Sen. Risa Hontiveros

Maayong gab-i sa inyo nga tanan. Congratulations to the new batch of officers to be inducted tonight. It is an honor for me to be with you tonight, in our beloved home province of Capiz, and the Rotary Club of which my Uncle, Tito Rene, was a chapter member. Your invitation tonight gives me this opportunity to thank all Capiznon for trusting me with your votes, and making me the #2 Senator in Capiz. Madamo guid na salamat sa inyo nga tanan. As most of you might know, the Hontiveros family traces its roots to Capiz, my father and his siblings being born in Capiz and with my grandfather serving as Governor of the province in the early 1900s. Ako ay isa ka proud nga Ilongga! Mula sa isang kasimanwa, madamo nga salamat sa inyo.

Sen. Risa with Roxas Rotarians

Let me say that your theme for 2016-2017, “Rotary serving humanity” inspires me. In the midst of so much strife in the world from Orlando to Baghdad to Nice, when humanity has at times been its own worst enemy, “serving humanity” sounds huge. Larger than life. So I cannot help but admire organizations that aspire towards this. It is also something that resonates with my ideals in life as an activist, advocate and legislator – first in the Lower House and now in the Upper House. My first stint as a legislator started in 2004 as Akbayan Partylist representative in the House of Representatives.

But I would consider my experience in public service to have started when I became an activist at a young age. My worldview has been largely shaped by, on the one hand a world long-suffering from oppression and injustice, and on the other, the enormous potential of the same world for doing good. This perspective has greatly contributed in shaping my principles and has guided my actions, not only as a public servant but as a person. When I ran my campaign for the 2016 elections – yes, my third campaign, or rather, the tail-end of a seven-year campaign – I ran on a platform of universal health. “Healthy Pinoy, Healthy ‘Pinas!” di bala? My healthcare advocacy is framed by the belief that lack of access to health care is its own oppression. Consequently, the fight f

Sen. Risa with cousin Maan Hontiveros during the
Fellowship night singing Top of the World

or universal health is a fight for justice. And, in its own way, a way of serving humanity. Or at least, working within the space I am given, serving the Filipino people.

But what does universal healthcare mean in concrete terms? This means providing adequate, quality health care accessible to all. This means not being okay that 7 out of 10 Filipinos die without ever having seen a doctor. This means believing that universal health care is not just an admirable vision, it is an obtainable mission. That is why last June 30, ‘pag sampa ko sa akong panunungkulan, I filed the first three of my health bills: BHW compensation, expanded maternity leave, and amendment to Republic Act 8344 or the Anti Hospital Deposit Law, the latter creating measures to better implement RA 8344 but also providing tax incentives to private hospitals so that government and the private sector can work together to bridge the public health gap. This week, I filed three more bills – the HIV bill, a bill to create a Health Promotion Institute, and a bill to provide automatic PhilHealth coverage to Persons with Disabilities or PWDs.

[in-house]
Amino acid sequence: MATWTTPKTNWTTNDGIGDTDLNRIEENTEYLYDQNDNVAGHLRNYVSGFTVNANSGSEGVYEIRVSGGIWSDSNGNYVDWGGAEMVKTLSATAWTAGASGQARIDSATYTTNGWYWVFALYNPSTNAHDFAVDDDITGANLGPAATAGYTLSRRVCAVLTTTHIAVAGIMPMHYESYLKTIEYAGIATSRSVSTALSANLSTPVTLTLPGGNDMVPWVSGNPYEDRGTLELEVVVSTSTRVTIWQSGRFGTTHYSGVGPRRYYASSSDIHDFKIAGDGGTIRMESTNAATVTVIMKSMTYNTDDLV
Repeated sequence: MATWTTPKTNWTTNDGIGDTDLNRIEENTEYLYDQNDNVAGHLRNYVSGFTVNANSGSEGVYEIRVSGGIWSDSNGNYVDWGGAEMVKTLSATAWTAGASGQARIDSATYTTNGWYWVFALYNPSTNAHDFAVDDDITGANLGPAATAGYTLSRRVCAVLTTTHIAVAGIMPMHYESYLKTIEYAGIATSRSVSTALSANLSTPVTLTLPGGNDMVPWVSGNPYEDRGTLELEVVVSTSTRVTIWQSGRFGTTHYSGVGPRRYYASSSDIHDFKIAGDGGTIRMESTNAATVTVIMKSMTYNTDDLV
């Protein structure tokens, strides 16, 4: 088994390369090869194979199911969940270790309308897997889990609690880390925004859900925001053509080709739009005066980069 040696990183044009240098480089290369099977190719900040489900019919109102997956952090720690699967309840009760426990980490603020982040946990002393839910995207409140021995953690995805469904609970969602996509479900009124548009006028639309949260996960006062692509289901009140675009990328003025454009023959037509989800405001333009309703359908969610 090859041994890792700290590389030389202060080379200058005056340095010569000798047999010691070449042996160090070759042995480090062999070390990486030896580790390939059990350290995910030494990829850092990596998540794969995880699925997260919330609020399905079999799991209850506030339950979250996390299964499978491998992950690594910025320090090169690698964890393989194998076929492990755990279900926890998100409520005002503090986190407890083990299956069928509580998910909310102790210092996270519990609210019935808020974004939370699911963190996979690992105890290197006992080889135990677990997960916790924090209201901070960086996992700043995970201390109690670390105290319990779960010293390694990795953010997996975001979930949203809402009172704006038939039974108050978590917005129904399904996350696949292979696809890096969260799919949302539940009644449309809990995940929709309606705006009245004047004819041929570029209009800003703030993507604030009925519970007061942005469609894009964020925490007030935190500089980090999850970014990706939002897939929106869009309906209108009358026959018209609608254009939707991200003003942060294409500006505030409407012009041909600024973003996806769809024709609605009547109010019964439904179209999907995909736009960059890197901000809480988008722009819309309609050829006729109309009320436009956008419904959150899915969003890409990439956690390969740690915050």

(l to r) PP Megs, Inspiration Speaker Ms. Maan
Hontiveros, PDG Mark, Pres. Jo, PP Pip and PP Mel

All these are in line with my vision for universal health care, which I know you share. I am aware of the work that Rotary is doing globally in the field of healthcare: for example, your contribution to the goal of eradicating polio in the developing world. In the Philippines, Rotarians have worked hand-in-hand with the government in helping deliver basic health services. I am aware that you have helped our fellow Capiznon by providing schools and renovating school buildings, especially after Typhoon Yolanda ravaged the Visayas. You inspire me. And I am ready and eager to sit with organizations such as yours to see how we can learn from each other and develop best practices in the service of the Filipino people.

I don’t want to get too serious during an ‘80s party, so let me wrap up now. Dear Rotarians,

consider me your friend and ally in the Senate. I can only hope that we can work together to forward our common goals not only for universal health and access to social services, but for a fairer, more just world for all.

Fellow Capiznon, madamo guid nga salamat!